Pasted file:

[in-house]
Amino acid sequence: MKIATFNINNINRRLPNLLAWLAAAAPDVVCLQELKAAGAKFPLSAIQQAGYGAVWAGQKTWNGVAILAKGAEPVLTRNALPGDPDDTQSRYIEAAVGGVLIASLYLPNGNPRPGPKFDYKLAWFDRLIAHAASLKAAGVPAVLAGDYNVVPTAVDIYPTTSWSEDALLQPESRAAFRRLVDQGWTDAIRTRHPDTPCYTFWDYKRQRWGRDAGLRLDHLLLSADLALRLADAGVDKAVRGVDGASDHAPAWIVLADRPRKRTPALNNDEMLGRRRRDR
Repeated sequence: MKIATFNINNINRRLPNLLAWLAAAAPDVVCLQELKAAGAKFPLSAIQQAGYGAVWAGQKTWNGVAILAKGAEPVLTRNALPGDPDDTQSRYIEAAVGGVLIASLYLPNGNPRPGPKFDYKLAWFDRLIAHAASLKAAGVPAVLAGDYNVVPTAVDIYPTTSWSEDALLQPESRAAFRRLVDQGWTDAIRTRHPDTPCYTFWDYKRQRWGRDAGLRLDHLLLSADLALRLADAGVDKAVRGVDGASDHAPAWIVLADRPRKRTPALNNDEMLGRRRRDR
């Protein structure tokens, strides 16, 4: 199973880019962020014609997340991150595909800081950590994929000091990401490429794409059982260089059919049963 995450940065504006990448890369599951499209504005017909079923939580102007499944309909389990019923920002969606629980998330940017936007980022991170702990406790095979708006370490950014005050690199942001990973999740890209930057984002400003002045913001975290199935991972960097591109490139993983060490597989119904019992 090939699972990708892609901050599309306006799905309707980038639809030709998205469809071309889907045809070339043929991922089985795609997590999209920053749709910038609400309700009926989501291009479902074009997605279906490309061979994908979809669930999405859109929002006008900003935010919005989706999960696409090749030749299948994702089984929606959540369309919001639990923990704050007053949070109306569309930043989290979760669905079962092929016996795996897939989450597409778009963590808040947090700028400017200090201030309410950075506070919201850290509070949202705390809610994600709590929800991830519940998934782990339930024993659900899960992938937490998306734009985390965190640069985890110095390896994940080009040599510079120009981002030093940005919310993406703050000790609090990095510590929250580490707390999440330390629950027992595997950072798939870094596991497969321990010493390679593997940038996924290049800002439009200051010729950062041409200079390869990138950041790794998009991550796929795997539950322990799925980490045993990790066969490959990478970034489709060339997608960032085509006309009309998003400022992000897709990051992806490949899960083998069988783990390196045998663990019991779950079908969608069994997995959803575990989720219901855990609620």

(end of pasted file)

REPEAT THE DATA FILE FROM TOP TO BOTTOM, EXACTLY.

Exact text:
[in-house]
Amino acid sequence: MKIATFNINNINRRLPNLLAWLAAAAPDVVCLQELKAAGAKFPLSAIQQAGYGAVWAGQKTWNGVAILAKGAEPVLTRNALPGDPDDTQSRYIEAAVGGVLIASLYLPNGNPRPGPKFDYKLAWFDRLIAHAASLKAAGVPAVLAGDYNVVPTAVDIYPTTSWSEDALLQPESRAAFRRLVDQGWTDAIRTRHPDTPCYTFWDYKRQRWGRDAGLRLDHLLLSADLALRLADAGVDKAVRGVDGASDHAPAWIVLADRPRKRTPALNNDEMLGRRRRDR
Repeated sequence: MKIATFNINNINRRLPNLLAWLAAAAPDVVCLQELKAAGAKFPLSAIQQAGYGAVWAGQKTWNGVAILAKGAEPVLTRNALPGDPDDTQSRYIEAAVGGVLIASLYLPNGNPRPGPKFDYKLAWFDRLIAHAASLKAAGVPAVLAGDYNVVPTAVDIYPTTSWSEDALLQPESRAAFRRLVDQGWTDAIRTRHPDTPCYTFWDYKRQRWGRDAGLRLDHLLLSADLALRLADAGVDKAVRGVDGASDHAPAWIVLADRPRKRTPALNNDEMLGRRRRDR
């Protein structure tokens, strides 16, 4: 199973880019962020014609997340991150595909800081950590994929000091990401490429794409059982260089059919049963 995450940065504006990448890369599951499209504005017909079923939580102007499944309909389990019923920002969606629980998330940017936007980022991170702990406790095979708006370490950014005050690199942001990973999740890209930057984002400003002045913001975290199935991972960097591109490139993983060490597989119904019992 090939699972990708892609901050599309306006799905309707980038639809030709998205469809071309889907045809070339043929991922089985795609997590999209920053749709910038609400309700009926989501291009479902074009997605279906490309061979994908979809669930999405859109929002006008900003935010919005989706999960696409090749030749299948994702089984929606959540369309919001639990923990704050007053949070109306569309930043989290979760669905079962092929016996795996897939989450597409778009963590808040947090700028400017200090201030309410950075506070919201850290509070949202705390809610994600709590929800991830519940998934782990339930024993659900899960992938937490998306734009985390965190640069985890110095390896994940080009040599510079120009981002030093940005919310993406703050000790609090990095510590929250580490707390999440330390629950027992595997950072798939870094596991497969321990010493390679593997940038996924290049800002439009200051010729950062041409200079390869990138950041790794998009991550796929795997539950322990799925980490045993990790066969490959990478970034489709060339997608960032085509006309009309998003400022992000897709990051992806490949899960083998069988783990390196045998663990019991779950079908969608069994997995959803575990989720219901855990609620």